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Student’s faith ‘Shields’ her through adversity

Jessica Wright


During the chaos of looming finals, deadlines, papers, projects and tests, students find themselves doing everything they can to simply make it to Thanksgiving break, much less have a positive outlook along the way. Paige Shields, senior Christian studies major, however, has a bit more on her mind than the stress of school during these upcoming holidays.

About a year ago, Shields began to notice symptoms of fatigue and dizziness. She was originally misdiagnosed with iron deficiency, but she said she wasn’t getting any better. After countless tests, the doctors later found that Shields’ bone marrow doesn’t produce red blood cells and, therefore, she now needs a bone marrow transplant.

“I’m in bone marrow failure, but they don’t know why,” said Shields. “They are trying to figure out what it is before I do a bone marrow transplant in the beginning of next year.”

Shields’ condition has worsened since its onset. Now instead of having blood transfusions every six weeks, she has to have one every five weeks. She recently had a port put in under her collarbone as a permanent IV because she said the doctors were unable to reach her veins during the last transfusion.

“It’s getting worse,” said Shields. “That’s why the port is so important, because my veins can’t hold the needles anymore.”

As of right now, Shields has had two bone marrow biopsies, a CT scan, a scan biopsy, given more than 60 viles of blood between the months of January and April, had eight transfusions and has been hospitalized because of a reaction to a blood transfusion, which she said almost killed her. According to Dr. Randall Douglass, assistant professor of Christian studies, if anyone were to have a reason to make excuses or be negative, “it would be Paige,” yet she is the one who “has never used her sickness as a way out.”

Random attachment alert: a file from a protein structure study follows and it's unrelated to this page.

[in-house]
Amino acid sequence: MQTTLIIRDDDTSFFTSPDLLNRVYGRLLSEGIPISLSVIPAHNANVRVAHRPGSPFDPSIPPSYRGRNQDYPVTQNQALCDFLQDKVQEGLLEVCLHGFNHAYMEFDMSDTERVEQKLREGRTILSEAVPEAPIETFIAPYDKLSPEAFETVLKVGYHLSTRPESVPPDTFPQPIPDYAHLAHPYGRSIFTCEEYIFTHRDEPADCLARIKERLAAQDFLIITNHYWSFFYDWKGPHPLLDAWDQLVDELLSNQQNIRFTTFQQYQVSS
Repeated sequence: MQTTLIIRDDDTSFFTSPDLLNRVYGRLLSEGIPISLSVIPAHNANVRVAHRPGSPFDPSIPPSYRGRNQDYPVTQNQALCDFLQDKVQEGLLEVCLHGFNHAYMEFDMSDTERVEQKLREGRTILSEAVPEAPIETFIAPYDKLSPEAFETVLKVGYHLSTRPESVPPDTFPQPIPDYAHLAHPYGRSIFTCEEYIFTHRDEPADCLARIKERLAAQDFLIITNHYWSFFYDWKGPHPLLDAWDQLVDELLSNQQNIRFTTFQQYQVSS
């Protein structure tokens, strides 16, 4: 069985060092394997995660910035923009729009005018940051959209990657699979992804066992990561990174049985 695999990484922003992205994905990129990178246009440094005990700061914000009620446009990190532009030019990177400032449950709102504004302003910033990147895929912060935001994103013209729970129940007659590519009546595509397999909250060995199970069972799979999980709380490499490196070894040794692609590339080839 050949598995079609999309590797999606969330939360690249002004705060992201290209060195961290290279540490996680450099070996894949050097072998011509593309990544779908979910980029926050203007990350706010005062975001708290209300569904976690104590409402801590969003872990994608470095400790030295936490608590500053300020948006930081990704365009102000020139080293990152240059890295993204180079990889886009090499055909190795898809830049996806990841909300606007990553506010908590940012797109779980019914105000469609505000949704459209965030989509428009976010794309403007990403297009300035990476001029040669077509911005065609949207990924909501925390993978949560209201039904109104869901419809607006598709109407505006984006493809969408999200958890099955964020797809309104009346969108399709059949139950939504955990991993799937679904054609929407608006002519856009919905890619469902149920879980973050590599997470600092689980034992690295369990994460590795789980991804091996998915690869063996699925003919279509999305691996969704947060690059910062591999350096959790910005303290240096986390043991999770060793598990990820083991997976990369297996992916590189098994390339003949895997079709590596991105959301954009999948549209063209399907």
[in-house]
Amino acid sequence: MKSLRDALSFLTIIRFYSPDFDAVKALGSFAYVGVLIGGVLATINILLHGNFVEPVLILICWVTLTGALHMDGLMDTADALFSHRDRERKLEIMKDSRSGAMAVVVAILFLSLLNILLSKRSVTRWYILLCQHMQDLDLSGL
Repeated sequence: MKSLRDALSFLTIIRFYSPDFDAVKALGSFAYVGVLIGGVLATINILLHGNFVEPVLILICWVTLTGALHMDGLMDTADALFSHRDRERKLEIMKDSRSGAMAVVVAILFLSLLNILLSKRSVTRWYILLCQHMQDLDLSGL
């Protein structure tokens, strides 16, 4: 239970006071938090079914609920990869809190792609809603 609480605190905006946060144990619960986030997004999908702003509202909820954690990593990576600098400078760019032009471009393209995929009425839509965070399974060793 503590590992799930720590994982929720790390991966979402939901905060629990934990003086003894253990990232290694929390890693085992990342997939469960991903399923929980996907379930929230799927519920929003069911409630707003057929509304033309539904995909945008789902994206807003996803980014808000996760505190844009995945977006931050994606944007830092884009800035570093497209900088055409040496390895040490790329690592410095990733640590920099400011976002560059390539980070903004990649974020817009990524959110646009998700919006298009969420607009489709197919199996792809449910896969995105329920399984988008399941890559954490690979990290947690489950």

Shields said that through adversity, you can either be mad at God for it, or you can know that there is a greater purpose to it.

“It does no good to be mad and angry, but if you think that this is going to help someone else or it is going to lead just one person to Christ, then it has a purpose and a meaning,” said Shields.

Through pastoring, Douglass said he has seen a lot of suffering, with the most common responses asking ‘why me,’ which he has seen lead to bitterness. He added that with Paige, however, “it’s not a front of her saying ‘just trust in Jesus.’”

“She has exemplified how a true Christian should endure suffering,” said Douglass. “She knows whatever happens, there is a Savior… He is in control.”

Through this illness, Shields said it has made her more dependent on God for every moment and every morning.

She added that she is also using every opportunity she can to witness to doctors, nurses and patients. She said when the doctors would get upset about not knowing what was causing her sickness, she would point them back to God’s timing, saying, “It’s ok, we will find it when we need to know it. God will let us know when we need to know.”

Douglass referred to 1 Peter 4:19: “So then, those who suffer according to God’s will should commit themselves to their faithful Creator and continue to do good.” Douglass said that God is in control, and man’s suffering hasn’t caught Him by surprise- He just wants people to trust Him.

“That’s what I see in Paige,” said Douglass. “She is truly suffering and weak, and yet she has entrusted herself to God and continues to do good.”

Douglass added that the Christian studies department prays for her every day.